N2 - BACKGROUND Regulatory guidance specifies the need to establish cardiovascular safety of new diabetes therapies in patients with type 2 diabetes in order to rule out excess cardiovascular risk. The cardiovascular effects of semaglutide, a glucagon-like peptide 1 analogue with an extended half-life of approximately 1 week, in type 2 diabetes are unknown. METHODS We randomly assigned 3297 patients with type 2 diabetes who were on a standardcare regimen to receive once-weekly semaglutide (0.5 mg or 1.0 mg) or placebo for 104 weeks. The primary composite outcome was the first occurrence of cardiovascular death, nonfatal myocardial infarction, or nonfatal stroke. We hypothesized that semaglutide would be noninferior to placebo for the primary outcome. The noninferiority margin was 1.8 for the upper boundary of the 95% confidence interval of the hazard ratio. RESULTS At baseline, 2735 of the patients (83.0%) had established cardiovascular disease, chronic kidney disease, or both. The primary outcome occurred in 108 of 1648 patients (6.6%) in the semaglutide group and in 146 of 1649 patients (8.9%) in the placebo group (hazard ratio, 0.74; 95% confidence interval [CI], 0.58 to 0.95; P<0.001 for noninferiority). Nonfatal myocardial infarction occurred in 2.9% of the patients receiving semaglutide and in 3.9% of those receiving placebo (hazard ratio, 0.74; 95% CI, 0.51 to 1.08; P = 0.12); nonfatal stroke occurred in 1.6% and 2.7%, respectively (hazard ratio, 0.61; 95% CI, 0.38 to 0.99; P = 0.04). Rates of death from cardiovascular causes were similar in the two groups. Rates of new or worsening nephropathy were lower in the semaglutide group, but rates of retinopathy complications (vitreous hemorrhage, blindness, or conditions requiring treatment with an intravitreal agent or photocoagulation) were significantly higher (hazard ratio, 1.76; 95% CI, 1.11 to 2.78; P = 0.02). Fewer serious adverse events occurred in the semaglutide group, although more patients discontinued treatment because of adverse events, mainly gastrointestinal. CONCLUSIONS In patients with type 2 diabetes who were at high cardiovascular risk, the rate of cardiovascular death, nonfatal myocardial infarction, or nonfatal stroke was significantly lower among patients receiving semaglutide than among those receiving placebo, an outcome that confirmed the noninferiority of semaglutide.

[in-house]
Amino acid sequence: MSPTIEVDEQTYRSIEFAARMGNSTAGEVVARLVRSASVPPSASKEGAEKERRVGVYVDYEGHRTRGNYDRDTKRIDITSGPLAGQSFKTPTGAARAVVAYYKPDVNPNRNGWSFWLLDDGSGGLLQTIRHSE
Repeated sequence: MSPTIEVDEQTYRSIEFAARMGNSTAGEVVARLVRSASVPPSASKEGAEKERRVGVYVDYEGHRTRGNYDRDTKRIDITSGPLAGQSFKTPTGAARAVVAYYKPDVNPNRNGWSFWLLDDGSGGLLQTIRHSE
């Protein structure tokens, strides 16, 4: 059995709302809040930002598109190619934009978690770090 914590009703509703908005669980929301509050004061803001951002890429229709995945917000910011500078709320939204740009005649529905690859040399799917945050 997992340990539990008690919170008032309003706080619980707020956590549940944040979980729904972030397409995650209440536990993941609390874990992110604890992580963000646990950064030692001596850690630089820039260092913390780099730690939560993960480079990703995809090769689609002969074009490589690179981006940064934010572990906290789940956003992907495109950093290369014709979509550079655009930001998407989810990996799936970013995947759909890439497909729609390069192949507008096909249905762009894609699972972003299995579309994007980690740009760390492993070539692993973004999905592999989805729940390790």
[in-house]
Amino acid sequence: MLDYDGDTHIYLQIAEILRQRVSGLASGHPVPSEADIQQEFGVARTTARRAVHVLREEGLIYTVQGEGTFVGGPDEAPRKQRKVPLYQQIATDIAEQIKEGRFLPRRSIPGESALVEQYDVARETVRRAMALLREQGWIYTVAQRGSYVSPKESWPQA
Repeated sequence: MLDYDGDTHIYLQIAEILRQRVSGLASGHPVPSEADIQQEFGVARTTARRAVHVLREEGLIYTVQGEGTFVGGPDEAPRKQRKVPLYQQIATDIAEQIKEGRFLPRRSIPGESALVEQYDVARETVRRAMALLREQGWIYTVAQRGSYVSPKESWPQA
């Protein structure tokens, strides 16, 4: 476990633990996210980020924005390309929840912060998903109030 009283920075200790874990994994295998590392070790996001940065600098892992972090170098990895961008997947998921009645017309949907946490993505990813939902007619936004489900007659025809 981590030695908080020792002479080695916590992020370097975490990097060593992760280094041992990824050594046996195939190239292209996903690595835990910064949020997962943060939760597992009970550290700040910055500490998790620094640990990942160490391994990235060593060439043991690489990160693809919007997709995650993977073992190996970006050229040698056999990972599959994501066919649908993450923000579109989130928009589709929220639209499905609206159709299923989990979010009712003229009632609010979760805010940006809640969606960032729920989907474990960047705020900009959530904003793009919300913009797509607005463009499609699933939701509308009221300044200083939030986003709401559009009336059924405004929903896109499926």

AB - BACKGROUND Regulatory guidance specifies the need to establish cardiovascular safety of new diabetes therapies in patients with type 2 diabetes in order to rule out excess cardiovascular risk. The cardiovascular effects of semaglutide, a glucagon-like peptide 1 analogue with an extended half-life of approximately 1 week, in type 2 diabetes are unknown. METHODS We randomly assigned 3297 patients with type 2 diabetes who were on a standardcare regimen to receive once-weekly semaglutide (0.5 mg or 1.0 mg) or placebo for 104 weeks. The primary composite outcome was the first occurrence of cardiovascular death, nonfatal myocardial infarction, or nonfatal stroke. We hypothesized that semaglutide would be noninferior to placebo for the primary outcome. The noninferiority margin was 1.8 for the upper boundary of the 95% confidence interval of the hazard ratio. RESULTS At baseline, 2735 of the patients (83.0%) had established cardiovascular disease, chronic kidney disease, or both. The primary outcome occurred in 108 of 1648 patients (6.6%) in the semaglutide group and in 146 of 1649 patients (8.9%) in the placebo group (hazard ratio, 0.74; 95% confidence interval [CI], 0.58 to 0.95; P<0.001 for noninferiority). Nonfatal myocardial infarction occurred in 2.9% of the patients receiving semaglutide and in 3.9% of those receiving placebo (hazard ratio, 0.74; 95% CI, 0.51 to 1.08; P = 0.12); nonfatal stroke occurred in 1.6% and 2.7%, respectively (hazard ratio, 0.61; 95% CI, 0.38 to 0.99; P = 0.04). Rates of death from cardiovascular causes were similar in the two groups. Rates of new or worsening nephropathy were lower in the semaglutide group, but rates of retinopathy complications (vitreous hemorrhage, blindness, or conditions requiring treatment with an intravitreal agent or photocoagulation) were significantly higher (hazard ratio, 1.76; 95% CI, 1.11 to 2.78; P = 0.02). Fewer serious adverse events occurred in the semaglutide group, although more patients discontinued treatment because of adverse events, mainly gastrointestinal. CONCLUSIONS In patients with type 2 diabetes who were at high cardiovascular risk, the rate of cardiovascular death, nonfatal myocardial infarction, or nonfatal stroke was significantly lower among patients receiving semaglutide than among those receiving placebo, an outcome that confirmed the noninferiority of semaglutide.